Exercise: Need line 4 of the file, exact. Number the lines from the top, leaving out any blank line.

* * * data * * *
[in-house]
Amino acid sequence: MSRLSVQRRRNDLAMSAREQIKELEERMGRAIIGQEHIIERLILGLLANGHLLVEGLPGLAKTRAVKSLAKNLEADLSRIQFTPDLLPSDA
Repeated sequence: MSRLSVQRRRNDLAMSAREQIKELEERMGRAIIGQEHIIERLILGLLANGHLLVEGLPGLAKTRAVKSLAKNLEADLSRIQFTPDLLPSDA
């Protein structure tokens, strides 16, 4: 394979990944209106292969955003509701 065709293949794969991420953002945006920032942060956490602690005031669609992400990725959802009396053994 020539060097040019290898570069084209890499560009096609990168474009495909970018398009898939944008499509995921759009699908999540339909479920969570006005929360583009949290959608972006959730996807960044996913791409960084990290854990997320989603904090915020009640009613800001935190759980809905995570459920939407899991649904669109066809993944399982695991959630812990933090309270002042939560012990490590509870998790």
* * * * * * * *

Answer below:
């Protein structure tokens, strides 16, 4: 394979990944209106292969955003509701 065709293949794969991420953002945006920032942060956490602690005031669609992400990725959802009396053994 020539060097040019290898570069084209890499560009096609990168474009495909970018398009898939944008499509995921759009699908999540339909479920969570006005929360583009949290959608972006959730996807960044996913791409960084990290854990997320989603904090915020009640009613800001935190759980809905995570459920939407899991649904669109066809993944399982695991959630812990933090309270002042939560012990490590509870998790």